In the seven years since it listed, Lizhong has not raised capital through the equity market so as not to dilute shareholders' holdings, said Mr Zang.

On the other hand, it has been paying out dividends consistently, except for 2008 and 2009 during the slowdown. There is no fixed dividend policy. Payouts for last year were five fen, while for 2007 it paid out 7.2 fen. Payouts for 2006 were seven fen, and 6.8 fen for 2005.

Mr Zang also emphasised that the firm has always been able to pay off its debt, even in the 2008 to 2009 recession.

The company is rolling ahead with expansion plans. It has six wheel-making plants and one mould plant in China, and started building a wheel plant in Thailand in the middle of last year.

The Thai plant, with an initial capacity of one million wheels every year, will help it augment its overseas presence, selling products to markets such as Europe, and the United States, after starting operations in December. By the end of next year, Lizhong plans to raise the Thai plant's capacity by another 50 per cent.

With most of the major automakers having set up shop in Thailand, the country seemed the natural choice for Lizhong's first overseas manufacturing plant, said Mr Zang. He added that aluminium alloy wheels made in Thailand typically command higher prices in the international markets.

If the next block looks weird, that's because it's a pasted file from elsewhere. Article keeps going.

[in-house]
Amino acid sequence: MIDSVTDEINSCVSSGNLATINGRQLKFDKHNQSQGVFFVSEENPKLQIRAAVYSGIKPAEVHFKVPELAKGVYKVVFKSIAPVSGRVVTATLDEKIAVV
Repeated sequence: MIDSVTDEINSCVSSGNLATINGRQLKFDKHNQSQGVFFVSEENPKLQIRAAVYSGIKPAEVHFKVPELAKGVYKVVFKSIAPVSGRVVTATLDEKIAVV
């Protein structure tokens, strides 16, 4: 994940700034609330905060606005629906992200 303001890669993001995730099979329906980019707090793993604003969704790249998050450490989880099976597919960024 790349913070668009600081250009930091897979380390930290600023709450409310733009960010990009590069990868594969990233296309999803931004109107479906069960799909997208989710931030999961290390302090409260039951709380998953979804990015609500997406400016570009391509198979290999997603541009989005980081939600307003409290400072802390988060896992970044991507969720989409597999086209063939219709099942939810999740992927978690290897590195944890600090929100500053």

This is a series of interviews with the head honchos of Chinese companies listed here.
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07-11-2011, 07:53 AM.
Post: #22
RE: Interviews with CEOs of S-Chips
For this week, it is Memstar.

The Straits Times
Nov 7, 2011
Water firm sees good business flow

Apart from producing membranes, it invests in water treatment projects

By Jonathan Kwok

WITH the world's population recently hitting seven billion, many companies reckon that supplying fresh water to meet the planet's growing demand could be a rewarding enterprise.

Singapore-listed Memstar Technology is in a good position to benefit. The company develops and makes membrane products and systems that are used in water treatment, and holds a number of patents for its membranes.

Customers include Singapore-listed United Envirotech and United States- based Doosan Hydro Technology, both of which have water treatment businesses.

Last year, Memstar also began investing in water treatment projects in China, to provide it a recurring and stable earnings base.

And late last month, it clinched a supply deal with US-based Hydranautics, a reputable manufacturer of reverse osmosis and ultrafiltration products which use membranes. Under the contract, Memstar will supply membranes to Hydranautics for use in its products.

Dr Ge Hailin, chief executive of Memstar, called it 'an exciting development' for his company.

As it is the firm's first supply contract to an equipment manufacturer, it means that Memstar could expand its client base beyond water treatment firms.

In terms of corporate governance, Dr Ge highlighted that Memstar has outsourced the internal audit function to consultancy firm Baker Tilly, which reports to the audit committee.

The three members of the audit committee are all independent directors, and the committee meets the internal auditors and external auditors separately, without the presence of the management, at least once a year.

Dr Ge also noted that of the five-member board, three are independent directors - higher than the Singapore Exchange's requirement that one-third of directors be independent.